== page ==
I see a benefit to twin tips or at least turned up tails when skiing tight trees. Often I will come to a stop, look around and realize that there is more of an opening in the other direction so I need to back up and with turned up tails there is little or no chance of the tails digging in.

 

Exactly. I'm 68 so I might qualify as "old" and have one pair of twin tips, Icelantic Shamans and one pair with turned up tails, Nordica Steadfast.  And I can and do rip on either pair.  I know several older people who are on either full or partial twin tips.

post #42 of 54
Quote:
Originally Posted by DanoT View Post

I see a benefit to twin tips or at least turned up tails when skiing tight trees. Often I will come to a stop, look around and realize that there is more of an opening in the other direction so I need to back up and with turned up tails there is little or no chance of the tails digging in.

 

Not arguing your point, but you can still accomplish this with just a little tail rocker vs. a full twin-tip.

 

Besides, I think the industry is already doing what butryon is asking for anyway.  Want a more directional Bent Chetler?  Atomic Automatic.  How about a Solly Rocker2?  The Rocker2 115.  Bibby Pro?  Here's The Governor.  And so on...

post #43 of 54
Quote:
Originally Posted by Philpug View Post

You are right on some cases, example, do you think that Blizzard's flipcore skis were designed and conceived in Mittersill? Also, many of these product managers DO attend SIA because for most, the U.S. IS their biggest market. 

Regarding Flipcore looks like it was a collaboration with the original idea coming from the US.

http://www.skiessentials.com/page.cfm/Chairlift-Chat/Jed-Duke-Part-1.html
post #44 of 54
Thread Starter 

Last call. We are leaving in a few days. get those questions in!

post #45 of 54

Atomic Boots:

 

Redsters come with a feature that permits the upper cuff to be rotated , both outward and inward, and, this is different from the traditional boot adjustment permitting the upper cuff to match the shape of the lower leg. Atomic provides no info on how this feature can be used. Is it so great they don't want the world to know, or, marketing bs?

post #46 of 54
Quote:
Originally Posted by coolhand View Post

To:  All Ski/Boot Manufacturers:

 

Subject:  E-Commerce

 

Questions:

 

When are the ski companies going to wake-up and quit supporting on-line ski and boot sales?  It is killing the ski industry!  Skis and boots are not simple commodities.  They both need a fair amount of professional service to maximize performance.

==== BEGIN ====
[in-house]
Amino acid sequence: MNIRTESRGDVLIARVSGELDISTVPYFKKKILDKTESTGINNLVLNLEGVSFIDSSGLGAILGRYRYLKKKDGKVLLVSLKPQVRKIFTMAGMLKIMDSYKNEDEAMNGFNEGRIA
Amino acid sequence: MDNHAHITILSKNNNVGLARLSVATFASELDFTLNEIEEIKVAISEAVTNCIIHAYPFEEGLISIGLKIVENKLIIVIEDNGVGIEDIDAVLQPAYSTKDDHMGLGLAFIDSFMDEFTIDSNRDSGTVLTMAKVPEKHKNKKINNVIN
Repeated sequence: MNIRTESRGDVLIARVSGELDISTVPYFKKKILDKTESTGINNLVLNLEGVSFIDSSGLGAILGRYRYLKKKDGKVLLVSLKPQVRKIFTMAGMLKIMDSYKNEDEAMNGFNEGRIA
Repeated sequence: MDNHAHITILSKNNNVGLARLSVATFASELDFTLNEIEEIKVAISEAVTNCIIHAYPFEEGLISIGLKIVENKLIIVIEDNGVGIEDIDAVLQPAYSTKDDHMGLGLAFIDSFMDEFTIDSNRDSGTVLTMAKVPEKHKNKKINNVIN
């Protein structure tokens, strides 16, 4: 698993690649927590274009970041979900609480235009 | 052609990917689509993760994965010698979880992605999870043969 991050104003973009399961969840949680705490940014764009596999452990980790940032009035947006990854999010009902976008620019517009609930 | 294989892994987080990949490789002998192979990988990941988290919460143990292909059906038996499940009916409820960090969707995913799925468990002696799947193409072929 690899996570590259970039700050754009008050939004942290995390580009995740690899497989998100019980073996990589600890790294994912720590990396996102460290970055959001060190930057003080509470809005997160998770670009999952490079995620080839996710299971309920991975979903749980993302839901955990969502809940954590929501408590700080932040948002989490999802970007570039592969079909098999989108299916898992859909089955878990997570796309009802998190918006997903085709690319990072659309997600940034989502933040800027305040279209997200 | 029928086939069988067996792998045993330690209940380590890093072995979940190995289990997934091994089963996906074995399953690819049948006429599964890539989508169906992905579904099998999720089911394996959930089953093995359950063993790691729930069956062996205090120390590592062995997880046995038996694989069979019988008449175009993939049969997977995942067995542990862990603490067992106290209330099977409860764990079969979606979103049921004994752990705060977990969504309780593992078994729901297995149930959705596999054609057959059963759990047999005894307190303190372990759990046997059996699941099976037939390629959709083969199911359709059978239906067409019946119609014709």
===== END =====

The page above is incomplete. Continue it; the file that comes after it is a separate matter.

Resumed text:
No question that nearly every ski boot needs fitting/modification for a proper fit - even long-time, experienced skiers need help with this - the natural trend is to go too big with the boot.  Poorly fit boots lead to cold or hurting feet, and could be a safety issue to the skier ( boot too big, too stiff, etc.) The ski boot fit it tough...  You sure as hell can't do this over the internet.

 

There is also the myth of new skis being ready to ski right out of the wrapper.  The factory tune doesn't cut it - most of the skis "cure" and change after manufacture, and need a full tune before skiing them.  To be sure, some ski companies offer a better factory finish than others, but they all need to be tuned to be decently skiable.  Some  frankly, are just awful out of the wrapper (e.g. Rossignol, Dynastar, Salomon, Head) no wonder their products get picked apart here and in other reviews - the stuff probably just isn't tuned.  So, when a customer buys these on line and has a sub-par experience with the product - it hurts the reputation of the manufacturer and the industry as a whole.  

 

What about binding adjustment?  How many ski/binding systems that are sold on-line and do-it-yourself adjusted?  The retailer needs to be indemnified, and tested in order to sell and work on bindings.  Most consumers don't appreciate or understand this.  So it becomes a safety issue, if someone gets hurt because of an improperly adjusted binding, it is unfortunate (maybe avoidable) and hurts the industry as well. 

 

I see post after post noting the number of specialty ski shops that are out or going out of business.  I also see posts detailing sub-par buying experiences in traditional retail stores. But, by and large most specialty ski retailers and stores with specialty ski departments are manned with passionate, knowledgeable staff that want to help the consumer maximize their skiing experience.  There are definitely "doubting Thomas" consumers that don't trust their local ski shop staff, but they can certainly "educate" themselves on forums like this or (gasp!) TGR, then go buy the model that they want at retail.  If the manufacturers and consumers don't work harder to support "brick and mortar" specialty retail, it will go away except for a few well placed shops (at the bottom of major ski resorts).  Then who will fit the boots, tune the skis, and adjust the bindings?  I know that the manufacturers might currently sell incrementally more product supporting the on-line only retailers, but the long-term damage that it is doing to the industry is more than off-setting it.

 

Flame me if you wish, but this is a very real series of issues facing the ski industry and it needs to be addressed.

I understand where you're going with this, and the intention is honorable, but the question is a bit rhetorical. You may as well ask those same ski and ski boot manufacturers to stop the tide from coming in. Unfortunately, e-commerce is massive, and it's no exception in the ski world. It's not going anywhere soon. At this point, every ski company will have factored in online wholesale distribution revenue and sales volume to their bottom lines - for them to pull back and only distribute to mom-and-pop and even large sport shops would be business-model suicide.